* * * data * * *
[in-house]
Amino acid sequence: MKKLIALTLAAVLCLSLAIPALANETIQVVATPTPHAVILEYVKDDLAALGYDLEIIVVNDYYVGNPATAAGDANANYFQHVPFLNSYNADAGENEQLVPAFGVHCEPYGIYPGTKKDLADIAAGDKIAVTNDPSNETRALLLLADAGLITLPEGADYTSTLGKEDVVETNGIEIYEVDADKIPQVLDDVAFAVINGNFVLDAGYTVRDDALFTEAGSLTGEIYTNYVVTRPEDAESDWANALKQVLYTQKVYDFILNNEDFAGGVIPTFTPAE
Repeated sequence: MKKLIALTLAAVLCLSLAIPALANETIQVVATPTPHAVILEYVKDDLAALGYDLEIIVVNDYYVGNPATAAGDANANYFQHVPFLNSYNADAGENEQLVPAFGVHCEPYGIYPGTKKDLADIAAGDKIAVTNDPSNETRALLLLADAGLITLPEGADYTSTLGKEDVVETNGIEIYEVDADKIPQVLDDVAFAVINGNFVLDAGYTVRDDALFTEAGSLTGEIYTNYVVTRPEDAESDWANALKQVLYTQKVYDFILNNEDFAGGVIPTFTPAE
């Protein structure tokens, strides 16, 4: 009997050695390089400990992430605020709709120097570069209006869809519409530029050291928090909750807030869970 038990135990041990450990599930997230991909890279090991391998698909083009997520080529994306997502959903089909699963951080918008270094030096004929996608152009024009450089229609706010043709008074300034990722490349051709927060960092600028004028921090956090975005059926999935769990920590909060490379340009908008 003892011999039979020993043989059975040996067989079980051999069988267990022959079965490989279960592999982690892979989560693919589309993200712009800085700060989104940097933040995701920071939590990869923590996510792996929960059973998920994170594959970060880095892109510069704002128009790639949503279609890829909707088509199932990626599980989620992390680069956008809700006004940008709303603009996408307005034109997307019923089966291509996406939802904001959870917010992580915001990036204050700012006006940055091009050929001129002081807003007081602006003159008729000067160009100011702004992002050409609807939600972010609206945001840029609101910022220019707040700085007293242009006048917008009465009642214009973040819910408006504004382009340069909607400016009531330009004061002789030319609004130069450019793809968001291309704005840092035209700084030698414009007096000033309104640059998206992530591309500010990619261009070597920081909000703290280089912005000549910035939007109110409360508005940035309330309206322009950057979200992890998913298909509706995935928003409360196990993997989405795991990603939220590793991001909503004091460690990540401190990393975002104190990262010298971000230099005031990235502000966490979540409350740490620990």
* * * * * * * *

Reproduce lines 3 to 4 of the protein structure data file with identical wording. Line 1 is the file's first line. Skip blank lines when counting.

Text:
Repeated sequence: MKKLIALTLAAVLCLSLAIPALANETIQVVATPTPHAVILEYVKDDLAALGYDLEIIVVNDYYVGNPATAAGDANANYFQHVPFLNSYNADAGENEQLVPAFGVHCEPYGIYPGTKKDLADIAAGDKIAVTNDPSNETRALLLLADAGLITLPEGADYTSTLGKEDVVETNGIEIYEVDADKIPQVLDDVAFAVINGNFVLDAGYTVRDDALFTEAGSLTGEIYTNYVVTRPEDAESDWANALKQVLYTQKVYDFILNNEDFAGGVIPTFTPAE
């Protein structure tokens, strides 16, 4: 009997050695390089400990992430605020709709120097570069209006869809519409530029050291928090909750807030869970 038990135990041990450990599930997230991909890279090991391998698909083009997520080529994306997502959903089909699963951080918008270094030096004929996608152009024009450089229609706010043709008074300034990722490349051709927060960092600028004028921090956090975005059926999935769990920590909060490379340009908008 003892011999039979020993043989059975040996067989079980051999069988267990022959079965490989279960592999982690892979989560693919589309993200712009800085700060989104940097933040995701920071939590990869923590996510792996929960059973998920994170594959970060880095892109510069704002128009790639949503279609890829909707088509199932990626599980989620992390680069956008809700006004940008709303603009996408307005034109997307019923089966291509996406939802904001959870917010992580915001990036204050700012006006940055091009050929001129002081807003007081602006003159008729000067160009100011702004992002050409609807939600972010609206945001840029609101910022220019707040700085007293242009006048917008009465009642214009973040819910408006504004382009340069909607400016009531330009004061002789030319609004130069450019793809968001291309704005840092035209700084030698414009007096000033309104640059998206992530591309500010990619261009070597920081909000703290280089912005000549910035939007109110409360508005940035309330309206322009950057979200992890998913298909509706995935928003409360196990993997989405795991990603939220590793991001909503004091460690990540401190990393975002104190990262010298971000230099005031990235502000966490979540409350740490620990």